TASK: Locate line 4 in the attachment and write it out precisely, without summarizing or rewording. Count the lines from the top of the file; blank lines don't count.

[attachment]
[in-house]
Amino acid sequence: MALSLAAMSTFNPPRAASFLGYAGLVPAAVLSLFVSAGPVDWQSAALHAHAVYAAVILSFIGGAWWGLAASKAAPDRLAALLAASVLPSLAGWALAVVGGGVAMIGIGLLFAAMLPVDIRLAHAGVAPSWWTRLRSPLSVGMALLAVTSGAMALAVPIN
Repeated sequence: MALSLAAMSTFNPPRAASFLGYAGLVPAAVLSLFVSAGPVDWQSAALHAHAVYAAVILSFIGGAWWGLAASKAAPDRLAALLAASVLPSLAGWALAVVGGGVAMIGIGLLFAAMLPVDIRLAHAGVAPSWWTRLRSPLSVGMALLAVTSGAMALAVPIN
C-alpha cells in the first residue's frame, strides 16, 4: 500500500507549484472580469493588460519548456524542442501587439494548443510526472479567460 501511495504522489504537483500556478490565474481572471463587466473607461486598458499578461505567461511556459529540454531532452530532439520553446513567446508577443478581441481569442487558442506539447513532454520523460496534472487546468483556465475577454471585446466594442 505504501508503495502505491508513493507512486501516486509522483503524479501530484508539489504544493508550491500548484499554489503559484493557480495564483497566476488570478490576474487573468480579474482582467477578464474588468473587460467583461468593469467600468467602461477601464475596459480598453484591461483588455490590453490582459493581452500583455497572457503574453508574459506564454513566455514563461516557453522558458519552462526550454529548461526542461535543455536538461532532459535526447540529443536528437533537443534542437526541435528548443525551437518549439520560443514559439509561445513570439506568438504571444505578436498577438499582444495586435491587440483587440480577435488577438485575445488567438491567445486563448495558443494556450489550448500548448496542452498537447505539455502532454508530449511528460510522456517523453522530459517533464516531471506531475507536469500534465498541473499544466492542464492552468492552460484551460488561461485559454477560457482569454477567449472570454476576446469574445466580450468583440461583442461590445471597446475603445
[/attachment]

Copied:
C-alpha cells in the first residue's frame, strides 16, 4: 500500500507549484472580469493588460519548456524542442501587439494548443510526472479567460 501511495504522489504537483500556478490565474481572471463587466473607461486598458499578461505567461511556459529540454531532452530532439520553446513567446508577443478581441481569442487558442506539447513532454520523460496534472487546468483556465475577454471585446466594442 505504501508503495502505491508513493507512486501516486509522483503524479501530484508539489504544493508550491500548484499554489503559484493557480495564483497566476488570478490576474487573468480579474482582467477578464474588468473587460467583461468593469467600468467602461477601464475596459480598453484591461483588455490590453490582459493581452500583455497572457503574453508574459506564454513566455514563461516557453522558458519552462526550454529548461526542461535543455536538461532532459535526447540529443536528437533537443534542437526541435528548443525551437518549439520560443514559439509561445513570439506568438504571444505578436498577438499582444495586435491587440483587440480577435488577438485575445488567438491567445486563448495558443494556450489550448500548448496542452498537447505539455502532454508530449511528460510522456517523453522530459517533464516531471506531475507536469500534465498541473499544466492542464492552468492552460484551460488561461485559454477560457482569454477567449472570454476576446469574445466580450468583440461583442461590445471597446475603445